In the fall of 2021, California-based FISHBIO performed live trials of Innovasea’s V3D predation tag to quantify performance metrics for the novel transmitter’s predation trigger mechanism and measure its efficacy in detecting when a tagged fish has been eaten.
How did the tag perform?
“We were very impressed with the performance of the V3D during the live feeding experiments,” said Michael Hellmair, a fisheries biologist at FISHBIO. “We can envision the tags being especially useful for several applications such as measuring the effect of predation in salmonid survival studies.”
Innovasea’s V3D tags are equipped with a special polymer designed to dissolve during digestion of the tagged animal, thereby signaling that predation has occurred.
When first implanted in a fish, the V3D transmits a unique identification number. Once the polymer coating reacts with the acidic environment of the predator’s digestive system, the tag transmits a new ID number, allowing researchers to discern a predation event.
Researchers at FISHBIO performed several independent trials over a six week period using tagged rainbow trout as the prey and largemouth bass as the predator. The goal was to evaluate:
- Baseline trigger rates
- Time to trigger following a predation event
- Time to expulsion of the V3D tags by the predator
Trials were conducted at two water temperatures, 18.5 degrees Celsius and 23.5 degrees Celsius, to evaluate the influence of water temperature and related digestion process on tag performance.
Choosing Prey and Predator
Rainbow trout were used as the prey species because they were readily available from a local hatchery and come in the size range appropriate for the V3D. Future research uses for the tags are expected to focus on juvenile salmonids, which have similar physiology.
Researchers chose largemouth bass as the predator species because of their readiness to consume prey. The predators were not fed outside the feeding trials to increase their appetite.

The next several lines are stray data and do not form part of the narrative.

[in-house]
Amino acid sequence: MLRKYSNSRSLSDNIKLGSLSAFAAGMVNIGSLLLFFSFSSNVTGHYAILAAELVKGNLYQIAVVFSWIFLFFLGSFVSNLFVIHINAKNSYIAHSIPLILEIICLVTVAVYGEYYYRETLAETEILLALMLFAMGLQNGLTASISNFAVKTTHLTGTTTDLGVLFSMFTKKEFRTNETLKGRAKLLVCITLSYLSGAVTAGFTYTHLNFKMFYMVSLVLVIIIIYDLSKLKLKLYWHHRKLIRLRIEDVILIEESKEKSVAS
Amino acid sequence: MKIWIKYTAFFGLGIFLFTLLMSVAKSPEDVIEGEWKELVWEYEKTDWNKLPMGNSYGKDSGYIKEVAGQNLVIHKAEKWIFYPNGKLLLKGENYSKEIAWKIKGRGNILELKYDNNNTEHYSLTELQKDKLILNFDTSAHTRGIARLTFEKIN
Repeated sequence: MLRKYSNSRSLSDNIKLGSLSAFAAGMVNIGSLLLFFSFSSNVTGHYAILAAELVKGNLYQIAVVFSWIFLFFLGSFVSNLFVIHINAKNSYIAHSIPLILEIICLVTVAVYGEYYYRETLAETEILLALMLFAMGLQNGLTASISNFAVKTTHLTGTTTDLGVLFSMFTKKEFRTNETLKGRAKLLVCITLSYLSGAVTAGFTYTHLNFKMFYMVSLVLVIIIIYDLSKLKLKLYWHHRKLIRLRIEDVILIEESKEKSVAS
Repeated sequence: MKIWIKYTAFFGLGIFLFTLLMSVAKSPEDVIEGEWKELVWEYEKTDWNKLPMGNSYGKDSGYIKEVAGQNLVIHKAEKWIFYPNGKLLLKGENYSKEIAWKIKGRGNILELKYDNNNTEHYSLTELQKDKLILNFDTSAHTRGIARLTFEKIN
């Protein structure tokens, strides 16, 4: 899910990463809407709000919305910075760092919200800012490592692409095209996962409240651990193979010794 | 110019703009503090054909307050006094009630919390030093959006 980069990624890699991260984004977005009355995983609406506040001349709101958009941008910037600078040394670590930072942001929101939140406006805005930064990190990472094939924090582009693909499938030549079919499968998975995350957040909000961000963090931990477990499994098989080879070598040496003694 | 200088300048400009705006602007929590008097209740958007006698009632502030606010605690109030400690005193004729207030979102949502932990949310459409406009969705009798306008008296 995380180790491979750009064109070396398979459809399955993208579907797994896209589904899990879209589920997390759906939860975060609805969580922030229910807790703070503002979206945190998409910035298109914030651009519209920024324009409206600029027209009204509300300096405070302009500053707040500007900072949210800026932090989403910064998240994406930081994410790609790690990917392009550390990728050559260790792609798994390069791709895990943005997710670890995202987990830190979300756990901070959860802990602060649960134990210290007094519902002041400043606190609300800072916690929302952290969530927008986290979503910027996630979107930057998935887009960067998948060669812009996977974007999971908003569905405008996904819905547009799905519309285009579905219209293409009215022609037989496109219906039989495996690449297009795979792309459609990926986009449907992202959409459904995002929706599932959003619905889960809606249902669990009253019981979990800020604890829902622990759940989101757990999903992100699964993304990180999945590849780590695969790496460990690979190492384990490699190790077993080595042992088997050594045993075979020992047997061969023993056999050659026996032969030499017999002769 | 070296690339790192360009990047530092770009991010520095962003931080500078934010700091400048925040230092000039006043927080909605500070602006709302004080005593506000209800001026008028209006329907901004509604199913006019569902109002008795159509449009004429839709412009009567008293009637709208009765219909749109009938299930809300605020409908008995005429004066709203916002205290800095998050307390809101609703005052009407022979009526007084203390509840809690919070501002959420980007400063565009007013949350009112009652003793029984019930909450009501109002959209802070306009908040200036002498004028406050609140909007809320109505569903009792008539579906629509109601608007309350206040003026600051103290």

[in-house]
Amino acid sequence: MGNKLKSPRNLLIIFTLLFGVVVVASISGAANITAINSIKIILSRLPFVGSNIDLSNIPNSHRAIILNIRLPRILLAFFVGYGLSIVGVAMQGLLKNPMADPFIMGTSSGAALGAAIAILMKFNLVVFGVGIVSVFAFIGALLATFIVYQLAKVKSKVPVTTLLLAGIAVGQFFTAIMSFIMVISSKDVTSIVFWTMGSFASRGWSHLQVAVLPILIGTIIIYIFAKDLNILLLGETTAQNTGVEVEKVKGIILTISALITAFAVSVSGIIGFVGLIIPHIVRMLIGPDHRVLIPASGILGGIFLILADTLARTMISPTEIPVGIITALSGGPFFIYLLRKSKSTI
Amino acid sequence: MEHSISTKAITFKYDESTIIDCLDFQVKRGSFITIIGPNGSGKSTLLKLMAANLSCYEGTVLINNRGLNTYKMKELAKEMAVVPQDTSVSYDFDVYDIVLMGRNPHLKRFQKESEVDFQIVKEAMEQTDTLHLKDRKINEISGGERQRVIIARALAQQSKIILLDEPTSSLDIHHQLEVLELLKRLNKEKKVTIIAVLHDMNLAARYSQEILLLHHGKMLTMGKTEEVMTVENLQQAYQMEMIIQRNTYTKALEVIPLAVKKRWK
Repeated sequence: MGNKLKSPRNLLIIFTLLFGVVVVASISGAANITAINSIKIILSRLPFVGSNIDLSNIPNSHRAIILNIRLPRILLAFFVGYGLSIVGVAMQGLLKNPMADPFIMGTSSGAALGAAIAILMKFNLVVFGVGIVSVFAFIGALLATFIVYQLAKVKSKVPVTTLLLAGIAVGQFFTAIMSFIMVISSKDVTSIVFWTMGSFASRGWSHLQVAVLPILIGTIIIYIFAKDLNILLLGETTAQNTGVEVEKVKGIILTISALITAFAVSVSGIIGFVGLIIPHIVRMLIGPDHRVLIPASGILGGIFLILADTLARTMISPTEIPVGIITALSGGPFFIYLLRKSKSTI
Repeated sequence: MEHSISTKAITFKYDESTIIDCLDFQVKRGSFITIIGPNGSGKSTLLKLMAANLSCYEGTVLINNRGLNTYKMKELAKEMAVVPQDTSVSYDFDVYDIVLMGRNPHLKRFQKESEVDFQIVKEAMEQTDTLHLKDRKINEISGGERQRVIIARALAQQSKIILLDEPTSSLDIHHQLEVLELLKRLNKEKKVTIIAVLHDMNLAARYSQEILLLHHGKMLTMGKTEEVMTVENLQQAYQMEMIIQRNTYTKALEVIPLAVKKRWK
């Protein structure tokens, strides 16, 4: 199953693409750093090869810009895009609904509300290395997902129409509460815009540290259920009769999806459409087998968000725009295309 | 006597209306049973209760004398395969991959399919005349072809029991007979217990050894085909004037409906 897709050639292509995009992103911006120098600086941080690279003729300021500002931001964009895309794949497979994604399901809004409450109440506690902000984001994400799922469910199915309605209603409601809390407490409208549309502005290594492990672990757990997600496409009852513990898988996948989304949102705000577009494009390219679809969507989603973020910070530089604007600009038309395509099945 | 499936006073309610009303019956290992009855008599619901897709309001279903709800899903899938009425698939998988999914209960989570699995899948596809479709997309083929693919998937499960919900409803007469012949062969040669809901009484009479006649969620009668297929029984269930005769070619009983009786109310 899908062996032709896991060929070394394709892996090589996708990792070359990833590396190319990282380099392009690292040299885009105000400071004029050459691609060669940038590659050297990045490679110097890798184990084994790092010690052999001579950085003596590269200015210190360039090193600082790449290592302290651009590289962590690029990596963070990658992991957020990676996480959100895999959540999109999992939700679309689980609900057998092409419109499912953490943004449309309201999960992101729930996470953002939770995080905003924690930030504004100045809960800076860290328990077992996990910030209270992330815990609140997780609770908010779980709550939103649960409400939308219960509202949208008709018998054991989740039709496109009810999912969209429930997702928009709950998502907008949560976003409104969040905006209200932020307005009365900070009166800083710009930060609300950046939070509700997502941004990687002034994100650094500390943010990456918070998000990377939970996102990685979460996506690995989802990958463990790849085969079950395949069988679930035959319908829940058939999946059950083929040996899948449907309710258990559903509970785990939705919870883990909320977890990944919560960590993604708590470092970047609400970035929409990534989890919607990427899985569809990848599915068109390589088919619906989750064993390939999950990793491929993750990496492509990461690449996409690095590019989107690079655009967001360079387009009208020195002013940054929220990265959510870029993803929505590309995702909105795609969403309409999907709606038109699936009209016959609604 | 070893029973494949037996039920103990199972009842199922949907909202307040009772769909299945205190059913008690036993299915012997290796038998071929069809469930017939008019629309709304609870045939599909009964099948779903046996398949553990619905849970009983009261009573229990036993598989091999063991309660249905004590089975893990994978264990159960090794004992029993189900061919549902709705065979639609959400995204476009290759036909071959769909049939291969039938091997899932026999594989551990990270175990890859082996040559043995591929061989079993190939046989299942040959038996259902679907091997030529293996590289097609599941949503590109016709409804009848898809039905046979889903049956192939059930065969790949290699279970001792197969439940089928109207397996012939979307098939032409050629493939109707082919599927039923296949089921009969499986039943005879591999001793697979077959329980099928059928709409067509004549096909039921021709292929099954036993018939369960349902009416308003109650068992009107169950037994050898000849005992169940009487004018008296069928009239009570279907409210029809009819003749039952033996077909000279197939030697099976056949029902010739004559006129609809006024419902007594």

To evaluate tag performance, researchers implanted V3D tags in the trout and then fed the trout to the bass. They recorded the time of feeding, the time of the tag’s ID code change, the time elapsed between predation and tag expulsion from the predator, and how the tag was expelled (defecation or regurgitation).
Each temperature treatment consisted of three feeding trials using eight tagged rainbow trout per trial. Each feeding trial was conducted independently over the course of one week for three consecutive weeks. In total, 24 bass feedings were conducted per temperature regime for a total of 48 feedings across all trials.
The feeding trials resulted in a 100 percent trigger rate for transmitters in prey fish consumed by largemouth bass, with 96 percent triggering within 24 hours. The tags activated faster in the warmer water, with a median trigger time of 6 hours compared to a median trigger time of 14 hours in the cooler water. This was likely associated with faster metabolic processes in warmer temperatures.
No tags were expelled prior to triggering, and the time between predation and the two evacuation types showed no significant difference. While expulsion times varied widely between trials, most tags were expelled within eight days.
Furthermore, no false positives or false negatives were observed.
Considerations for Field Applications
For species that maintain a small home range or exhibit high site fidelity, there are several applications for understanding species interactions. There is significant value in using V3D technology for localized predation studies such as around fish passage structures, small-scale high-density arrays, gates and weirs.
This post was originally published on the Innovasea blog.